In this remarkable concept drawing, done for the ABC endpapers, Dr. Seuss captures the very essence of his iconic type design in simple lettering and bold colors. His familiar characters, reminiscent of their Hop on Pop counterparts, navigate a world of ABCs. Yet, here they send us on an adventure of twists and turns through the alphabet as seen only through “the wrong end of the telescope,” as Seuss would often say.
The Cat in The Hat and The Grinch both appeared in 1957, catapulting him to immediate fame. Green Eggs and Ham, published just three years later, was on its way to becoming universally acclaimed as one of the most popular books in the English language. Then, in 1963, Dr. Seuss’s ABC book and the perenial favorite, Hop on Pop, were published alongside each other, raising the bar once again.
Ted Geisel (aka Dr. Seuss) and the history of his "ABC"
At bedtime, she read stories to Ted and his sister, Marnie. Then, as they were drifting off, she would often softly chant the litany of pies, which as a girl she had cheerily serenaded her father’s bakery customers. Ted told his biographers that more than anyone else, his mother was responsible “for the rhythms in which I write and the urgency with which I do it.”
This early Seussian sketch of his mother’s chant appeared as the endpapers to the 2010 coffee table volume about Ted’s art and life — Secrets of the Deep. The drawing was done in the mid-1920s and appears to be Ted working out what would eventually become his iconic type design. Here we see a candid similarity to the type design found in his ABC endpapers drawing, which was executed almost 40 years later.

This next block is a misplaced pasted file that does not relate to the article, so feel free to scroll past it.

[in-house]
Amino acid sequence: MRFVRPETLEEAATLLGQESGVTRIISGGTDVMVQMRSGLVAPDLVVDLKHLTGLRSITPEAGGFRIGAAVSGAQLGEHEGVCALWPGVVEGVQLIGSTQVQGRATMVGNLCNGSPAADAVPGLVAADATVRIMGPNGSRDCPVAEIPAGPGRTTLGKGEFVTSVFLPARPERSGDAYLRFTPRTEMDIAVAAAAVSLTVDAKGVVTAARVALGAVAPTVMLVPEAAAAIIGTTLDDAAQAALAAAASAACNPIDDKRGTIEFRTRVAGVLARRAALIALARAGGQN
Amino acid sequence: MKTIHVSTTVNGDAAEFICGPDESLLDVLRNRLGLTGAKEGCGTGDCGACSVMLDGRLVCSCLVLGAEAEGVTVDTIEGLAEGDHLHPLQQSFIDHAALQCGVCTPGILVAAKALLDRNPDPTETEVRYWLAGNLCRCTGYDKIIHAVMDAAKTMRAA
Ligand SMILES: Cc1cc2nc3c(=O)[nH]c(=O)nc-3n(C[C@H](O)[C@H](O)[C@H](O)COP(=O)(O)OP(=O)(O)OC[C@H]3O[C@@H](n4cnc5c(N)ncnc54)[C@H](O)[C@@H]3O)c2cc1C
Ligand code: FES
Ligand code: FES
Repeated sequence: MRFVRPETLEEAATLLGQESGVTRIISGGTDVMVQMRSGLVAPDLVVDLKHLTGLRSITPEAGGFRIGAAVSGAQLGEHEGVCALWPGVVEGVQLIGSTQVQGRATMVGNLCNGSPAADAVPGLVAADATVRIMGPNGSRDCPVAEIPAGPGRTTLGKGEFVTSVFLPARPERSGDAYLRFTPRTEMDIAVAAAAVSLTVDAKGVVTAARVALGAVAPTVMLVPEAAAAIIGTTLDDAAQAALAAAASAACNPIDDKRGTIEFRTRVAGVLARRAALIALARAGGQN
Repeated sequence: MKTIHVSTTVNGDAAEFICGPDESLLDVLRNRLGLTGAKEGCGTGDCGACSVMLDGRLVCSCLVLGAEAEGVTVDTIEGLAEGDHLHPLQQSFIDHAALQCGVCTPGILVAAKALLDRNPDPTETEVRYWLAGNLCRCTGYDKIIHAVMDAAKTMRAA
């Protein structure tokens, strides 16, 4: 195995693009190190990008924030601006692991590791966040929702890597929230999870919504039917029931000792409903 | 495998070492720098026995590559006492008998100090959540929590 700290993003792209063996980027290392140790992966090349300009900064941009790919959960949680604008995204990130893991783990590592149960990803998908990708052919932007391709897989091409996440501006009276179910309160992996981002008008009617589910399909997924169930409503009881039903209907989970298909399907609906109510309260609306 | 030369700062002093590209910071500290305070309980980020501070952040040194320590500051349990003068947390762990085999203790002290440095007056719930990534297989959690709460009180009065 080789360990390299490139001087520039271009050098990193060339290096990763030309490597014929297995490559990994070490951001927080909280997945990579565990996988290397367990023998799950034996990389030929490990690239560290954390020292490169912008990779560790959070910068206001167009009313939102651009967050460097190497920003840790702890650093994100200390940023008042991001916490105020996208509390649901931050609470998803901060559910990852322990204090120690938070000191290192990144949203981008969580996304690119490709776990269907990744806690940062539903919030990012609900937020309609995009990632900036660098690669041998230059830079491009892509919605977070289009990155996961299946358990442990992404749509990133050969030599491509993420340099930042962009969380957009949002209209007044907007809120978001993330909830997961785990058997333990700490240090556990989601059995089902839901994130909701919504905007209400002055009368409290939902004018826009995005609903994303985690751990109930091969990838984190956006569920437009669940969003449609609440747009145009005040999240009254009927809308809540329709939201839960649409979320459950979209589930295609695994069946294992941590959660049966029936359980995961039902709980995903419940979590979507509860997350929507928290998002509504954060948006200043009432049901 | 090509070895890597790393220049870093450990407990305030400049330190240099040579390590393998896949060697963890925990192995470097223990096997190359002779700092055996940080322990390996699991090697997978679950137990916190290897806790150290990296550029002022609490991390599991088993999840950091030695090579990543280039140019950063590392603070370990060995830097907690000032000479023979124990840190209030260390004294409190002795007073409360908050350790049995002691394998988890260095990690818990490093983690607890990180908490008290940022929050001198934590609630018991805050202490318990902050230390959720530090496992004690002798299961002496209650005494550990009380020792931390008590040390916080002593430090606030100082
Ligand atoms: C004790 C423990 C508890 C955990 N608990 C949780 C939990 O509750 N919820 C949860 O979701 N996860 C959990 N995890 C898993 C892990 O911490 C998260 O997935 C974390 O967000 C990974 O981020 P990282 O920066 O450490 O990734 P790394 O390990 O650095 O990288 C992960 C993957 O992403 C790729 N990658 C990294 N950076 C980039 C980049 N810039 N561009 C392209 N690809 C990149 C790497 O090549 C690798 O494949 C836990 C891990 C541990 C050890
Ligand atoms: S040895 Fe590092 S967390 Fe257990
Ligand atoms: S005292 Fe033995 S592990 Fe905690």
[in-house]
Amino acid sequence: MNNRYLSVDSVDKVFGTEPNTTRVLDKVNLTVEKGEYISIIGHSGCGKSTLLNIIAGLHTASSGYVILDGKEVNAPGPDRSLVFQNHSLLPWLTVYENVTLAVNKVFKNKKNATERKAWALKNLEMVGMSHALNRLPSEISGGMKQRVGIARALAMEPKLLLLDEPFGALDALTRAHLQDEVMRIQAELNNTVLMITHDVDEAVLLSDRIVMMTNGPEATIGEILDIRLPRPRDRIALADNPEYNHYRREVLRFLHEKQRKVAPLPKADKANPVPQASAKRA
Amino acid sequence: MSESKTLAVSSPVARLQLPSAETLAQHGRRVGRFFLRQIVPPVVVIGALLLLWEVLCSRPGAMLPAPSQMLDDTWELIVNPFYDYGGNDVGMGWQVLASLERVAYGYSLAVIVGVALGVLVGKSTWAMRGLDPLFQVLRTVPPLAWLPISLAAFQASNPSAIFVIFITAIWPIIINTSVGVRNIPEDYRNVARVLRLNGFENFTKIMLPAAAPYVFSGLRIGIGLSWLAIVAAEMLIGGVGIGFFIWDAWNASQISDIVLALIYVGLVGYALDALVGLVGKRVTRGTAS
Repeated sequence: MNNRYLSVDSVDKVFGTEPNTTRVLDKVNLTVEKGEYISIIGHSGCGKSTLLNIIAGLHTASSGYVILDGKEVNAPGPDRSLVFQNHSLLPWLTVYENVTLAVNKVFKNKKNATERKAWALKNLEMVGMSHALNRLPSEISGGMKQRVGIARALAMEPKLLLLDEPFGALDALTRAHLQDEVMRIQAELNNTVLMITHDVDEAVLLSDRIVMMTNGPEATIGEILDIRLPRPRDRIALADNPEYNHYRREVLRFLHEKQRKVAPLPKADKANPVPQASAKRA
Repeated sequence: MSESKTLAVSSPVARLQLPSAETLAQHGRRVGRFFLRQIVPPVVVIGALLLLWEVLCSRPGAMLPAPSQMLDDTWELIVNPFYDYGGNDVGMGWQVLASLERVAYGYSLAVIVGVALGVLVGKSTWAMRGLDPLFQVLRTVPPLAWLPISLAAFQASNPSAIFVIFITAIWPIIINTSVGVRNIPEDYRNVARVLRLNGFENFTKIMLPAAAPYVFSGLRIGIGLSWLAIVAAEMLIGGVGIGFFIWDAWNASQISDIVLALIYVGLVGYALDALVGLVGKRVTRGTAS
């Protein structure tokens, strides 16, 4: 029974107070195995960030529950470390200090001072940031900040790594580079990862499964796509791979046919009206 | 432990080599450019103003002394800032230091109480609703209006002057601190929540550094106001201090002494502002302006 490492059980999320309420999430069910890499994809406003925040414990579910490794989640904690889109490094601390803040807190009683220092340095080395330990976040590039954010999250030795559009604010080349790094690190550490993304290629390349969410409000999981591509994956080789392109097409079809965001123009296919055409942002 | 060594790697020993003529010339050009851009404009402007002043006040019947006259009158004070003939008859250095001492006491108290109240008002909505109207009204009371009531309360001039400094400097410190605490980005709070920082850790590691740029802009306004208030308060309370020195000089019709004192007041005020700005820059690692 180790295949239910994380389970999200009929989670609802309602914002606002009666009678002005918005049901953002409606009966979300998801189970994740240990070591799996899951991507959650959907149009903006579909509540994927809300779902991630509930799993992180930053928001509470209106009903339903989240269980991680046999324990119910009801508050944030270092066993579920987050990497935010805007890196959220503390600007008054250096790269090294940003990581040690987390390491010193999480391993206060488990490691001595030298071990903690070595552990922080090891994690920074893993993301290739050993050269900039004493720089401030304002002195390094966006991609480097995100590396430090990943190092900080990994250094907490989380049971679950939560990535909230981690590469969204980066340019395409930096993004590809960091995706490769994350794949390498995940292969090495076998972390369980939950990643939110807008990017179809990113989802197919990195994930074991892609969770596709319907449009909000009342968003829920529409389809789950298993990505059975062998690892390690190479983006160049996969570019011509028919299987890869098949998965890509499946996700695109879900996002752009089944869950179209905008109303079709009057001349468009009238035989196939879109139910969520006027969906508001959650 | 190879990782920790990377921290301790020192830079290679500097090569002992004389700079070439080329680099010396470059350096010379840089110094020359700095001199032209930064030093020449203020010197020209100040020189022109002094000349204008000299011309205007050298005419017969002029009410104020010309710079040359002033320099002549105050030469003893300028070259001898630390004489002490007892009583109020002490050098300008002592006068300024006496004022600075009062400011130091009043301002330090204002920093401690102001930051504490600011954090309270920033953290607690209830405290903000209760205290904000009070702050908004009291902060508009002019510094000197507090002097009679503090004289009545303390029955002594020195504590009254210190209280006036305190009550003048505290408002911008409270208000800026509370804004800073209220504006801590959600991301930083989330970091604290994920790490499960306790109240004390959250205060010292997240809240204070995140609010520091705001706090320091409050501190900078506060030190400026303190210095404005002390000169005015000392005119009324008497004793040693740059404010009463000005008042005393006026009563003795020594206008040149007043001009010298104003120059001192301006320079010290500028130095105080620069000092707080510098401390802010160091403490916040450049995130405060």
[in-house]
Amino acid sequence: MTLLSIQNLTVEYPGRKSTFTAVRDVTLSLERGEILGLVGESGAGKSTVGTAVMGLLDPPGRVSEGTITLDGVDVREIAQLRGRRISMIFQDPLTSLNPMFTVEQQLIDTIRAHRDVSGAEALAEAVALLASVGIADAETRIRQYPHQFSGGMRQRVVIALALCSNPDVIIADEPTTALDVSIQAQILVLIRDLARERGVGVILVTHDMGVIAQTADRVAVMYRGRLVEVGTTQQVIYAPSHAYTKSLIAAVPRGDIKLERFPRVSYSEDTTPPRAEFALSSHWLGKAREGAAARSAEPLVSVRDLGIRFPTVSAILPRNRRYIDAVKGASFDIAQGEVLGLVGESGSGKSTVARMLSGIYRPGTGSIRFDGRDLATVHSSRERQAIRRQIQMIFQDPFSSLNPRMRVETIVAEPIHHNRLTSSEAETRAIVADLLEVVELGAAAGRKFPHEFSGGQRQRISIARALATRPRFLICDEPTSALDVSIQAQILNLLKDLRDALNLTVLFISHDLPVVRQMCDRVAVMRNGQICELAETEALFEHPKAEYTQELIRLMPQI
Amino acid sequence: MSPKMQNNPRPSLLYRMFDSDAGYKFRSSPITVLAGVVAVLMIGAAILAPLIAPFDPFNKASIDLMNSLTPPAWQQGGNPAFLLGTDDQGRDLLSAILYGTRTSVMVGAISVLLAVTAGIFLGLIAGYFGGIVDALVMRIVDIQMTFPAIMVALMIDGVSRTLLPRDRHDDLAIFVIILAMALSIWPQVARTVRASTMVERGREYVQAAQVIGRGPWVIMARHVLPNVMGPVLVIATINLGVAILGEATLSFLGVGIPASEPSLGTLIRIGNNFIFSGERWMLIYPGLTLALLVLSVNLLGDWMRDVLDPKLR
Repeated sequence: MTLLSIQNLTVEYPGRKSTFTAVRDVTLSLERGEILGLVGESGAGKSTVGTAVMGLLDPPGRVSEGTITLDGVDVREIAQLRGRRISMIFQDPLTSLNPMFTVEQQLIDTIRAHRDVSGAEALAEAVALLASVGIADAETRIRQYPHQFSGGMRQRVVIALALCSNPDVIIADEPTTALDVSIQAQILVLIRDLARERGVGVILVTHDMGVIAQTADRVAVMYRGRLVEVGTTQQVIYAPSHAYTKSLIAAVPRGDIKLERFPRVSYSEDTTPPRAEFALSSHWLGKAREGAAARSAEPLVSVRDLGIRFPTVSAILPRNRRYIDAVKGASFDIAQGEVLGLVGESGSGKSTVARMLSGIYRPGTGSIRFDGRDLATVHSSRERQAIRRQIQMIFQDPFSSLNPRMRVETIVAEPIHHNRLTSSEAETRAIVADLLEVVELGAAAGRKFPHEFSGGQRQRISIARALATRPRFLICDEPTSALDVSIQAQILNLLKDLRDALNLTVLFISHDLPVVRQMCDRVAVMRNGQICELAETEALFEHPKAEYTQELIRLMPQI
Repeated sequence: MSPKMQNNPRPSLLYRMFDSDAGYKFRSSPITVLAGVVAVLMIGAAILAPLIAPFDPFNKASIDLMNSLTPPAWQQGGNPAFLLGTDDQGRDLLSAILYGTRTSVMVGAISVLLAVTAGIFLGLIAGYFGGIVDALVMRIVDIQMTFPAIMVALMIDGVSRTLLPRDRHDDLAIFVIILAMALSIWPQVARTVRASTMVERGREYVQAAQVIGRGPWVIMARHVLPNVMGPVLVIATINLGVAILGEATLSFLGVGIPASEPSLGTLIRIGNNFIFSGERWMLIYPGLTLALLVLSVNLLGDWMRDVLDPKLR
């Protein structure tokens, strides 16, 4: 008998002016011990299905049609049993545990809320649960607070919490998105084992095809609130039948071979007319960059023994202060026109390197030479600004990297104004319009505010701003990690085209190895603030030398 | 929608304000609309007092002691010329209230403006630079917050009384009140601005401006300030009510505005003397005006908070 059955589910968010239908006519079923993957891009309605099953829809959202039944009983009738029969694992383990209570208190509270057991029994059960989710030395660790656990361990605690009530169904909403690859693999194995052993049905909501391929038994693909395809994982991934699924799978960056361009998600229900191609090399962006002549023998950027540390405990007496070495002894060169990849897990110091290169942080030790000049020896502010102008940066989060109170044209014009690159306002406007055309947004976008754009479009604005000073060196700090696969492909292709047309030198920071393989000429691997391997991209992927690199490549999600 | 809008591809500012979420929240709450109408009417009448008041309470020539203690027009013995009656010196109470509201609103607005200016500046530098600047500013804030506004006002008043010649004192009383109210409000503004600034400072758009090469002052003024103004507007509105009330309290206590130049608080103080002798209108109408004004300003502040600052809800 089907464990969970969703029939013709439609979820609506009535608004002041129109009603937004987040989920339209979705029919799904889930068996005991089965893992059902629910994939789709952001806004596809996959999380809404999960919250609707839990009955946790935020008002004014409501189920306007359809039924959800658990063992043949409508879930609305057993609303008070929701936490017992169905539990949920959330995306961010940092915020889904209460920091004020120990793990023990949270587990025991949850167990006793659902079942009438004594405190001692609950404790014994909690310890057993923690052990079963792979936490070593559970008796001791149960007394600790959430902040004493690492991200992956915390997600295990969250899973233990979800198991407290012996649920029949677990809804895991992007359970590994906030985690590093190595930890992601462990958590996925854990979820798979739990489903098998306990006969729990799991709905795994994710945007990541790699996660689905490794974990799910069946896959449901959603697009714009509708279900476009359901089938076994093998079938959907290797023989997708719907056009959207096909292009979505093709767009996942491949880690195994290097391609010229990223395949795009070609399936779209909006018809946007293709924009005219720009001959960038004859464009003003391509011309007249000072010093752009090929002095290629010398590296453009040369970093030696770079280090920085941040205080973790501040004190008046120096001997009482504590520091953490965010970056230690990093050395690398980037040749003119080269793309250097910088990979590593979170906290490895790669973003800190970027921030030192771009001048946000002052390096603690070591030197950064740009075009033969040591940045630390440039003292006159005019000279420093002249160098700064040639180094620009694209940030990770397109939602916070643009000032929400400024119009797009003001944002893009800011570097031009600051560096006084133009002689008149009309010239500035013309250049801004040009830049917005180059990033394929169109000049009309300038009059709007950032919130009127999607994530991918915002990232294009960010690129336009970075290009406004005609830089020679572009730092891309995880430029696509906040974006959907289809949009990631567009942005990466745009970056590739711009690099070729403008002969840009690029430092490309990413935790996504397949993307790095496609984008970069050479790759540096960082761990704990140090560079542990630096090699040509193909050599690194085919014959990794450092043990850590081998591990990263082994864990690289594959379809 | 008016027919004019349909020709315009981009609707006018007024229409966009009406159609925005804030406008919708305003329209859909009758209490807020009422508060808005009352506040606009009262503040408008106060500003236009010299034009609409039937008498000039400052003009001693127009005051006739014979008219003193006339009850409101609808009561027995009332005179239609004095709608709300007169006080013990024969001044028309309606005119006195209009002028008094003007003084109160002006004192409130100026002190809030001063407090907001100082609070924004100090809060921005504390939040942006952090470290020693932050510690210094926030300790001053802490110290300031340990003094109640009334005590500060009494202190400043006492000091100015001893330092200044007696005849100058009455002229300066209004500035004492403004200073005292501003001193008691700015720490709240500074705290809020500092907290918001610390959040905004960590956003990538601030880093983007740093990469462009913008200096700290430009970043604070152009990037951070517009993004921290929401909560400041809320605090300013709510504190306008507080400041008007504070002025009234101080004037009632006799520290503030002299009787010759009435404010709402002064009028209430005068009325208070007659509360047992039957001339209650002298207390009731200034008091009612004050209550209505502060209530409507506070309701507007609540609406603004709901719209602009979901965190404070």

Dr. Seuss, a lifelong avid reader
Ted and his sister Marnie took piano lessons. Marnie, the star, practiced daily. Ted was another story. His biography says: “Nettie Geisel learned that her son could be bribed with books. She enrolled him for piano lessons with their church organist at his studio above Court Square, and was seldom out of earshot during those lessons. If Ted did well she took him across the street to Johnson’s Book Store and let him choose a book.”
Because Ted embraced early the joy of reading, he wanted to make certain that there were captivating books available to aid children in their own quest.
To this end, his ABC endpapers drawing not only set the tone, it also became the iconic opening salvo for one of the most important books in his Beginner Books series.
Many times Dr. Seuss distilled this concept of reader engagement down to an individual level. When a boy named “William” sent his ABC book to him to autograph, Ted not only accommodated, but took the time to make it a one-of-a-kind treasure with an elaborate new drawing. Such personal gestures furthered his connection with his fan base, linking them deeply to the drawings and writings that were so instrumental in their own lives.
The ABC endpapers joins an expanding collection of important Dr. Seuss Concept Drawings. These works reveal a behind-the-scenes look at Ted Geisel’s creative process. They convey the immediacy of his artistic impulse and deliver us right to the moment of a drawing’s conception. He would often create up to four concept drawings for each page he illustrated and throughout their development we see how he altered, improved and drove the image forward to its final iteration.
These works are a shining example that perfection is illusive, that it is hard to accomplish one’s goal on the first try, and that dedication to one’s craft is more important than achieving the perfect outcome.
Other prominent concept drawings from this collection include: